A friend sent a photo of a newspaper clipping as a forward today. I could only find a copy of the text in discussion forums. But the gist of it was the phenomenon of “karma.”
Karma is most easily defined by the Hindu roots of the law of cause and effect. Or, as we Westerners understand it, something happening to us because of something else we did.
For as many people as are on this earth, there are equally as many theories of the universe’s workings. But I tend to believe in this Karma thing. And I also believe that it works both ways. For instance: if you are a genuine jerk to someone, it may come back around that someone will shortly thereafter be a genuine jerk to you. Or, the converse: if you give of yourself to help others, someone will do a good favor for you too.
Of course, this could be easily written off by the nature of the situations – e.g.: if I am an inherently mean person, I will probably piss someone off and they will therefore be mean back to me. But for the time-being, I am dismissing this notion and apologizing for not providing better examples of basic potential Karma situations.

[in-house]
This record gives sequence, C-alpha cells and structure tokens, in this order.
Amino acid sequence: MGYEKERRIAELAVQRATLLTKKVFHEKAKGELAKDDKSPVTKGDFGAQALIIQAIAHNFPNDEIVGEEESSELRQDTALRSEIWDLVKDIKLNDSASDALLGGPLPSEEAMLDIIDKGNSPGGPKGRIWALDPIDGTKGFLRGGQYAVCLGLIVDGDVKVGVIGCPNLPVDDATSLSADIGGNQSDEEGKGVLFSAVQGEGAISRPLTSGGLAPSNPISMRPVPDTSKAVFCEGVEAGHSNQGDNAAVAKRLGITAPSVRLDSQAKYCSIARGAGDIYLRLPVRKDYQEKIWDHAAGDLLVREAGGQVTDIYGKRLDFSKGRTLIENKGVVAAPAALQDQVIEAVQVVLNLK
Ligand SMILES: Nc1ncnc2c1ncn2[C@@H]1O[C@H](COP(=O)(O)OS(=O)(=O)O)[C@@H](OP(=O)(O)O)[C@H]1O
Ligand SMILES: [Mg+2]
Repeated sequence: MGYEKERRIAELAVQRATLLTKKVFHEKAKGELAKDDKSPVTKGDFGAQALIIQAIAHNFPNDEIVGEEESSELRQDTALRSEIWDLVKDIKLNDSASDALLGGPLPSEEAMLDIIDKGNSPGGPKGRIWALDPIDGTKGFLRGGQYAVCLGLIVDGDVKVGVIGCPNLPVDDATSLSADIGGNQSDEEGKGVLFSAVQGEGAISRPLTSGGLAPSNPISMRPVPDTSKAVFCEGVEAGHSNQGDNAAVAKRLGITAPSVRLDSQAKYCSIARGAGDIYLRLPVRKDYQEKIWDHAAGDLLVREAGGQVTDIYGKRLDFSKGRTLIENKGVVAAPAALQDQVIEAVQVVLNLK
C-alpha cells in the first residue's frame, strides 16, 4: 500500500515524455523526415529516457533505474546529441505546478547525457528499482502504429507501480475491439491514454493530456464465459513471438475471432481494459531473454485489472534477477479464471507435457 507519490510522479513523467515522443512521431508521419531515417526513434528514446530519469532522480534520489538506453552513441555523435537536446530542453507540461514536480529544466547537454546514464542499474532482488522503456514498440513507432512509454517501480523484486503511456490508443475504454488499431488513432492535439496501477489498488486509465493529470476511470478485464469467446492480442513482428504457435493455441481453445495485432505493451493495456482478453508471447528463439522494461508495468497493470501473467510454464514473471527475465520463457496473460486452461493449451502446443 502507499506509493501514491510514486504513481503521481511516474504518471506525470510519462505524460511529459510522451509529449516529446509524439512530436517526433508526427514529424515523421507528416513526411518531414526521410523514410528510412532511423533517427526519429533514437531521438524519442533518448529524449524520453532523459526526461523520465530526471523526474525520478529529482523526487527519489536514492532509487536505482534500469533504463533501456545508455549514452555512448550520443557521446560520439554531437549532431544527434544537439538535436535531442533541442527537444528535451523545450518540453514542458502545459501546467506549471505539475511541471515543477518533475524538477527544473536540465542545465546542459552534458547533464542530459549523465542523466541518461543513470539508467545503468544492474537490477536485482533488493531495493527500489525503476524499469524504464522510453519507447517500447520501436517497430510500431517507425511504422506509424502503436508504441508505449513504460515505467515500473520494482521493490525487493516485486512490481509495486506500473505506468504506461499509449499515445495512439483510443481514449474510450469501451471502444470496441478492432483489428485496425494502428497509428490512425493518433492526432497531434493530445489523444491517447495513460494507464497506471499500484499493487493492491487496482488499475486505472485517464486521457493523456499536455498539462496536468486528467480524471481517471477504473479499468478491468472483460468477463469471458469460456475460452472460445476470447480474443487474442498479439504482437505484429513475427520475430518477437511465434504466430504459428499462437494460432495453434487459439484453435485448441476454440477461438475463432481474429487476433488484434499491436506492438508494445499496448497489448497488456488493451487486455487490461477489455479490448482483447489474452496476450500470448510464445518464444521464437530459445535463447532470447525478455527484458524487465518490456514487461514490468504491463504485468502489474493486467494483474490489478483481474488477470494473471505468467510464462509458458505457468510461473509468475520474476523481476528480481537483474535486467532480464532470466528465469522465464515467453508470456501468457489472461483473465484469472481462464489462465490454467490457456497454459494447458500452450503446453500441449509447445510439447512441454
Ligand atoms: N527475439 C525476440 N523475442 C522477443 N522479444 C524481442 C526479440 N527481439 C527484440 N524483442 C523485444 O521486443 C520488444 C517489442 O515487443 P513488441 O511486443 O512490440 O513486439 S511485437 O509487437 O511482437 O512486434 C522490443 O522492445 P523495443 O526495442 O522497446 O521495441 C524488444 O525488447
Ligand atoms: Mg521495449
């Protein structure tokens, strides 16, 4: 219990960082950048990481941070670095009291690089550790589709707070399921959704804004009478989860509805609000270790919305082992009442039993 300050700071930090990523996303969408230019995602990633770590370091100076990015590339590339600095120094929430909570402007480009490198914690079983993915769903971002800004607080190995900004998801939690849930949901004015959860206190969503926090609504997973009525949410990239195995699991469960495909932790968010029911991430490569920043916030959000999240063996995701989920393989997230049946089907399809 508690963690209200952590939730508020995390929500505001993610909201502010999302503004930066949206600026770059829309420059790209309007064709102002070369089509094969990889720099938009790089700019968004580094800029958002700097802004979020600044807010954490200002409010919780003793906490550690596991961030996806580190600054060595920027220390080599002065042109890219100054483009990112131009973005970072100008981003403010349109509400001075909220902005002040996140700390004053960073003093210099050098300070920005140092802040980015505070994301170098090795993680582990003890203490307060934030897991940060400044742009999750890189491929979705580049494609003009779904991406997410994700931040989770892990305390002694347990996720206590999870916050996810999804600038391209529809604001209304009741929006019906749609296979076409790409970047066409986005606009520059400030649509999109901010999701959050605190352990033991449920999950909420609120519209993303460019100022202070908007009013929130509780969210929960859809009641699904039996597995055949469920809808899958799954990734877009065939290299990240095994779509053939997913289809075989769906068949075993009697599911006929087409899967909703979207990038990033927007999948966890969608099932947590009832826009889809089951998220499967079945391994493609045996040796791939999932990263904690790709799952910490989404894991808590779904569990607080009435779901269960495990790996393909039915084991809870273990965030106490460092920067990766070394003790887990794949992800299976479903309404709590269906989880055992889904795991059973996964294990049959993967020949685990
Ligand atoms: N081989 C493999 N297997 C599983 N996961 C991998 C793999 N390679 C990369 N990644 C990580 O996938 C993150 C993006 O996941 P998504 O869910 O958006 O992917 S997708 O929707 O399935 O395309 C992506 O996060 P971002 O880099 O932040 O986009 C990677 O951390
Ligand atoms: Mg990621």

On the good side of things, this could also overlap with the theory of Paying It Forward. This theory suggests that someone will “repay” their debt of receiving a good deed by providing a good deed to someone else, an unrelated person to the original “debt.” This is memorialized well in a current commercial on tv right now by Liberty Mutual. Liberty Mutual started this ad campaign a year ago with another Pay It Forward commercial.
This goes hand in hand with the cause and effect law presented as Karma in Hinduism. In law, we like to think of it as the “But for” occurrence. But for A, then B would not have happened. I like to think that a friend’s recent (loss and) return of a cell phone in Chicago was because of Karma.
But sometimes we don’t always notice the good things that happen. Far too often, when something bad happens, we tend to ask (or cry?), “Why Me?” But how often do we stop and say, “Why Me?” when it is something good that happens?
I suggest that if we take more notice of what happens to us (especially the good, since often we don’t give it due acknowledgment and often take it occurring for granted) and pay it forward, there might be more good in this world. Some might call it a “vicious” cycle. I call it Karma.